Wednesday, December 28, 2016

Journey Back to Christmas

Have you seen the new Hallmark movie Journey Back to Christmas? Hallmark describes it this way: A WWII era nurse is transported in time to 2016 and meets a man who helps her discover the bonds of family and that the true meaning of Christmas is timeless.

Hanna enters a shed to escape a winter storm after her car, a Hudson, ends up in a snowbank. That night the Christmas Comet passes over. The comet has a 71-year cycle. It is 1945, and Hanna winds up in 2016 to a bewildering world.
The cars are all strange. People dress differently. The hospital where she worked is now a library. Her home is now the Organic Planet, where gluten-free toothpaste is sold; what’s gluten free?
The family that takes her in has a hard time too. How do you explain computers? They try to outfit her with Uggs that she thinks are bedroom slippers. The townspeople are suspicious of the stranger in their midst.
Hanna helped the town rediscover charms from their past: the gaily lit gazebo, caroling. The dog she rescued the night she disappeared led to a breeding program for service dogs.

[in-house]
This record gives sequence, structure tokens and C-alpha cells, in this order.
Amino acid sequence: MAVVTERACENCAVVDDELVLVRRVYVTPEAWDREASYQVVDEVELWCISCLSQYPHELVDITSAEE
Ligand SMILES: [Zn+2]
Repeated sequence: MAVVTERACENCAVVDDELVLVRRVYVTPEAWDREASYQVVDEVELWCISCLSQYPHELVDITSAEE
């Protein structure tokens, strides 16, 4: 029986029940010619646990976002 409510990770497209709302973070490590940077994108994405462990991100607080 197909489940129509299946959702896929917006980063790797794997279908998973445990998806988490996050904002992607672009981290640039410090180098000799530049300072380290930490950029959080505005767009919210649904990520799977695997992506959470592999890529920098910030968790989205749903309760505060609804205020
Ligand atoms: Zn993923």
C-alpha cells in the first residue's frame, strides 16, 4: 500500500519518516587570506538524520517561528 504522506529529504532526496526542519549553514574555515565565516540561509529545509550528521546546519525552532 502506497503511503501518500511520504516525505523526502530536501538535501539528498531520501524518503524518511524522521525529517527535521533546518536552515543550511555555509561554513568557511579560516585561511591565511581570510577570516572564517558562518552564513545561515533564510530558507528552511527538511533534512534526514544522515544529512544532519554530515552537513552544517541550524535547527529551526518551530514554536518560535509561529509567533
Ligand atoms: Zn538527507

Imagine being transported 71 years into the future. Would you find that you had left a legacy? Do you think the world will be greatly changed and leave you wondering if you’ve lost your mind?
If you haven’t seen Journey Back to Christmas and get the chance, don’t miss it. If you have seen it, what did you think?

Wednesday, December 21, 2016

The Aluminum Christmas Tree

Use this discount on my books until Christmas.

Aluminum Christmas trees became popular in the 1960s and the largest manufacturer of these trees was in Wisconsin. Their tree sold more than one million. My grandparents had an aluminum tree with a four-color spotlight that rotated: first red, then blue, yellow, and green.
My biggest memory of that tree? My dad hated it. So fake!

Two cousins, my sister, my brother (on his new tricycle), and I (down in front) pose in front of the silver tree.
Merry Christmas!

Wednesday, December 14, 2016

Boys in White Dresses

Take a guess. Who might this child be?

Look through old photographs and you’ll find young boys in dresses. Why?
White was easy to bleach, and diapers were easier to change with dresses. Young children grow like weeds, and dresses don’t require precise sizes as pants do.
Boys wore dresses or short skirts until age six or seven, when they received their first haircut.
The shift toward clothing associated with men―pants―came in the early twentieth century. Another shift occurred with the women’s liberation movement; girls started wearing pants.
Who is the child? A future president, Franklin Delano Roosevelt in 1884.